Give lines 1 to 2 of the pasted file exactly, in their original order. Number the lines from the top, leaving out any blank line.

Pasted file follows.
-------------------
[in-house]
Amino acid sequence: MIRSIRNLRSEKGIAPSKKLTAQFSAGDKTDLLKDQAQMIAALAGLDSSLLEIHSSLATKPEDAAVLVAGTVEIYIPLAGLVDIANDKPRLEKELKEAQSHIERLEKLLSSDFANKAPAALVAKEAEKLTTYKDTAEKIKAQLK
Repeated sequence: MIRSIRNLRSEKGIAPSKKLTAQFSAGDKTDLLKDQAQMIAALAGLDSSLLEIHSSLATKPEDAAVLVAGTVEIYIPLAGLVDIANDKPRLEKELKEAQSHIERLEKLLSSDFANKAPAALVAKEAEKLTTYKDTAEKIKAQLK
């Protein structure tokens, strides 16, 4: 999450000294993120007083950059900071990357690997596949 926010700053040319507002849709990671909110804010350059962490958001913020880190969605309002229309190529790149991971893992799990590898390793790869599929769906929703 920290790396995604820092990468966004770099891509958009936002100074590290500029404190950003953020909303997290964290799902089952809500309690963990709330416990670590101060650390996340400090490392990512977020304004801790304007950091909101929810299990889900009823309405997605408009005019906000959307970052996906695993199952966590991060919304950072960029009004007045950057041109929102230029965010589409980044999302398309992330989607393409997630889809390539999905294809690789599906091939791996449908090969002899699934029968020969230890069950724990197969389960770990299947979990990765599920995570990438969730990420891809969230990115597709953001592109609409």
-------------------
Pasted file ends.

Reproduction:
[in-house]
Amino acid sequence: MIRSIRNLRSEKGIAPSKKLTAQFSAGDKTDLLKDQAQMIAALAGLDSSLLEIHSSLATKPEDAAVLVAGTVEIYIPLAGLVDIANDKPRLEKELKEAQSHIERLEKLLSSDFANKAPAALVAKEAEKLTTYKDTAEKIKAQLK